last.fm uses scrobbing to assist in recommending music.
Scrobbling a song means that when you listen to it, the name of the song is sent to Last.fm and added to your music profile.
Once you've signed up and downloaded Last.fm, you can scrobble songs you listen to on your computer or iPod automatically. Start scrobbling yourself, and see what artists you really listen to the most. Songs you listen to will also appear on your Last.fm profile page for others to see.
In addition, last.fm provides several ways to interact with their music, such as through top charts and tagging. Using the Love feature, you can go back and play songs just from your Love list. Likewise, using the Ban feature, you can ban songs from being recommended again.
This is just a peak at the fun you can have with last.fm. If you haven't already, give it a try.
21 April, 2007
Many Podcasters, such as Leo Laporte, use this service to record guests on their shows; which is cheaper and yields better quality than if you tried to recorded off a standard phone.
Skype also offers other services such as Skype SMS and SkypeCasts. SkypeCasts are public live conversations -- a good way to meet people with similar interests. For example you can speak to people who like NBC's HEROES.
So if you're looking to reduce your monthly phone expense, I suggest you give Skype a try.
15 April, 2007
Roundup can be a useful function in other applications as well. The last parameter (0 in this example) is used to change the rounding level. A positive number will add decimal places, while a negative number will round left of the decimal (i.e. -1 rounds to 10s and -2 rounds to 100s).
03 April, 2007
Here's a sample taken from News.com:
- Copy the list and paste it into Word.
- Open the Find and Replace dialog (Edit | Replace... or Ctrl + H).
- Click the More button and check Use wildcards.
- Here's the trick, as you need to use special characters. First, paste the string you want to remove in the Find what: field.
- For each greater than and less than character, place a backslash before it, i.e. < becomes \< .
- Replace the contents of the value field with an asterisk.
- Validate Word will be able to find the code by clicking the Find Next button -- the code should now be highlighted.
- Go to the Replace with: field and enter ^p. This will replace your code with a carriage return.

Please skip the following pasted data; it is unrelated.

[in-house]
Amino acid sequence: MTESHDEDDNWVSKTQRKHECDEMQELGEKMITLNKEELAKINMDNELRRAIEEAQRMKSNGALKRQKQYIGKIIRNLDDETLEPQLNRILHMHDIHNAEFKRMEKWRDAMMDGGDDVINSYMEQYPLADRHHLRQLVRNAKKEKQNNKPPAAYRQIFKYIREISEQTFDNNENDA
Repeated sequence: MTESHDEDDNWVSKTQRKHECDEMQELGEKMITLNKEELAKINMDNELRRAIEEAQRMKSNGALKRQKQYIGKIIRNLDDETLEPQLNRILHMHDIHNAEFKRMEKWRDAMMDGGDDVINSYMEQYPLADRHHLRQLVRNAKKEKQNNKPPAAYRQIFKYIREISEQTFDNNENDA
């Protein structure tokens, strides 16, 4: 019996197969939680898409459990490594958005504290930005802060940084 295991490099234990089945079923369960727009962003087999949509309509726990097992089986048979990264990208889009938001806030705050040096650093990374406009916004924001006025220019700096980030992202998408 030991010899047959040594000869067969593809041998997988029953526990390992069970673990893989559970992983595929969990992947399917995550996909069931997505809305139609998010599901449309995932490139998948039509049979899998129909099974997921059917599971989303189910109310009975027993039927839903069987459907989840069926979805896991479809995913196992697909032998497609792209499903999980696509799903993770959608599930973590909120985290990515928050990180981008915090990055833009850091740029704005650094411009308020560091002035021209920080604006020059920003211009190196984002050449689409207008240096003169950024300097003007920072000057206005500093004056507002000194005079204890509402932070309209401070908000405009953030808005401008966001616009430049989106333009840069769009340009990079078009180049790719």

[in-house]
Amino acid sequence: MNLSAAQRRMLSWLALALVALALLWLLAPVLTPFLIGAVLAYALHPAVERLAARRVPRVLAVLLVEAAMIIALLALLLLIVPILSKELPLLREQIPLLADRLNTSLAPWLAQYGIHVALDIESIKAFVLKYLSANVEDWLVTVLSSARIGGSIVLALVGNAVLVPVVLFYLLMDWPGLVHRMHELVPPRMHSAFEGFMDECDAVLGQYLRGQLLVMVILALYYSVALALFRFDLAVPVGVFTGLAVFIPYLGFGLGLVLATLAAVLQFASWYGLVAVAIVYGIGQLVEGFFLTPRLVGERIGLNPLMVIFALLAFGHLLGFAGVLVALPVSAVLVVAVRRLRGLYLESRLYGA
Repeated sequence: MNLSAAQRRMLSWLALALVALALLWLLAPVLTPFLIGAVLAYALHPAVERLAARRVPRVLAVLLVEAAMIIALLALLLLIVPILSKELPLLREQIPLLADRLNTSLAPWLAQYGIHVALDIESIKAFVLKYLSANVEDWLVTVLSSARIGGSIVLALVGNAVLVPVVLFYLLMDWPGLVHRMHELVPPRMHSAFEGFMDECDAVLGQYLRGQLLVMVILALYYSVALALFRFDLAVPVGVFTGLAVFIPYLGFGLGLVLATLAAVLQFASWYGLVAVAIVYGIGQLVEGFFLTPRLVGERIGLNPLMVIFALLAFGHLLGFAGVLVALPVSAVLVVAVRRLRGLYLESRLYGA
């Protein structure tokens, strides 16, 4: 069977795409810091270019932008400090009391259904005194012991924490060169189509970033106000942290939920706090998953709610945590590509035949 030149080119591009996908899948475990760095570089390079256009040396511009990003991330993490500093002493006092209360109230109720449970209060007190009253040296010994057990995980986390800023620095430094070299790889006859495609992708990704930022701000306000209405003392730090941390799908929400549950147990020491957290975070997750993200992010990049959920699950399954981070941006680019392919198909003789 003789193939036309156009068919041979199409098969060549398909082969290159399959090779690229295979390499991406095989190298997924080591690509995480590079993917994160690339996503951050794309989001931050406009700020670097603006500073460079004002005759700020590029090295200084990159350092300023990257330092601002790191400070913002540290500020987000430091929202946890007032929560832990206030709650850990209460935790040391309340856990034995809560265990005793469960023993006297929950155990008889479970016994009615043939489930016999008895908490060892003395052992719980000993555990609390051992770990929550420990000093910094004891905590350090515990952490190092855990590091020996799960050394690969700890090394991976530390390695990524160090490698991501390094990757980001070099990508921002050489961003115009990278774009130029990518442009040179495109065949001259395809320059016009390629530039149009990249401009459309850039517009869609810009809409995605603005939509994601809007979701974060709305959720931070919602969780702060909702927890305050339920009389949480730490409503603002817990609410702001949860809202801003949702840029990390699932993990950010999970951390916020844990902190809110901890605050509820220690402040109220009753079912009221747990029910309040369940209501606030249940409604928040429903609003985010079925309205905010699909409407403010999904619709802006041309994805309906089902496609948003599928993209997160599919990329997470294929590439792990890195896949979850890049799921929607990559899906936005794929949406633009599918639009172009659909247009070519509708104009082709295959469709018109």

- Press the Replace button once to validate that it works as expected.
If not, close the Find and Replace dialog and then enter ctrl+z to undo, then return to the Find and Replace dialog to correct the error.
- Now press Replace All button to replace all the code with a carriage return.
- Likely the beginning code and ending code will still exist, as they are different than the rest. Delete those two entries and you are done.
Where there are a couple of work-arounds to prevent this from happening. Perhaps the easiest is to get Microsoft's Tweak UI to disable it. Look for Focus in the General section of Tweak UI.
You can also do this through a registry setting:
- Start the Registry Editor: Go to Start | Run and enter regedit [Enter]
- Find HKEY_CURRENT_USER | Control Panel | Desktop
- Go to the Edit menu and select New > DWORD value
- Name the DWORD value "ForegroundLockTimeout"
- Assign a value of 30d40
- Close the Registry Editor
While your in the Registry Editor, you can also set how many times the Window seeking your attention flashes in your taskbar. This is another setting within HKEY_CURRENT_USER | Control Panel | Desktop:
- Add another new DWORD
- Name it "ForegroundFlashCount"
- Set it to the value equal to the number of flashes you want, e.g. 3
I have heard (though not experienced) that some times newly installed applications will change your setting back (allowing focus to be taken again). One work around is to execute a registry update each time you reboot (the other is to get a different program that wont make this change). Here is how you would create the file to execute each time you rebooted:
- Open a text editor such as Notepad
- Type the following (or copy and paste):
Windows Registry Editor Version 5.00
- Save the file focus.reg. If your using Notepad, be sure to quote it ("focus.reg"), otherwise it will add a .txt extension (focus.reg.txt).
- To get this file to execute with each new start, go to Start menu | All Programs
- Right-click on Startup and choose Explore
- Right-click in the right pane of your new Explorer window and choose New > Shortcut
- In the Shortcut Wizard, locate your registry file, Focus.reg
- The entry will contain the entire path, and will be quoted. To avoid being prompted each time to allow the Registry to be updated, enter regedit /s before the first quote. i.e. regedit /s "C:\Documents and Settings\Chris\Desktop\focus.reg"
- Name your shortcut, e.g. Focus
30 March, 2007